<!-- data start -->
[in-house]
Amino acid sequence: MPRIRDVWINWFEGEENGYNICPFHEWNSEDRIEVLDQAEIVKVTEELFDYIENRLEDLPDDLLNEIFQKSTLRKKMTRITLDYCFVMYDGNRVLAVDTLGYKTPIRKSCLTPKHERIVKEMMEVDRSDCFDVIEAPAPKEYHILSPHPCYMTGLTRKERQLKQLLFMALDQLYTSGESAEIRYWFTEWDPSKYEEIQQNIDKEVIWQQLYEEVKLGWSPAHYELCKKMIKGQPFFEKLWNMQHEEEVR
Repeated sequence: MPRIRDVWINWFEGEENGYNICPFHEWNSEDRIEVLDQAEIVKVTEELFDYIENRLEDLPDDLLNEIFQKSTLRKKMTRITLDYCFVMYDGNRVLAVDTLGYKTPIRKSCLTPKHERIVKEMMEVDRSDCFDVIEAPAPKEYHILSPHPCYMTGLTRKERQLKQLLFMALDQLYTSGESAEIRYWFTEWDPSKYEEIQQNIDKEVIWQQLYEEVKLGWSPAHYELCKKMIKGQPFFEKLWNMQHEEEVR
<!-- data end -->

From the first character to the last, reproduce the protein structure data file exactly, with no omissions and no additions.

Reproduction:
[in-house]
Amino acid sequence: MPRIRDVWINWFEGEENGYNICPFHEWNSEDRIEVLDQAEIVKVTEELFDYIENRLEDLPDDLLNEIFQKSTLRKKMTRITLDYCFVMYDGNRVLAVDTLGYKTPIRKSCLTPKHERIVKEMMEVDRSDCFDVIEAPAPKEYHILSPHPCYMTGLTRKERQLKQLLFMALDQLYTSGESAEIRYWFTEWDPSKYEEIQQNIDKEVIWQQLYEEVKLGWSPAHYELCKKMIKGQPFFEKLWNMQHEEEVR
Repeated sequence: MPRIRDVWINWFEGEENGYNICPFHEWNSEDRIEVLDQAEIVKVTEELFDYIENRLEDLPDDLLNEIFQKSTLRKKMTRITLDYCFVMYDGNRVLAVDTLGYKTPIRKSCLTPKHERIVKEMMEVDRSDCFDVIEAPAPKEYHILSPHPCYMTGLTRKERQLKQLLFMALDQLYTSGESAEIRYWFTEWDPSKYEEIQQNIDKEVIWQQLYEEVKLGWSPAHYELCKKMIKGQPFFEKLWNMQHEEEVR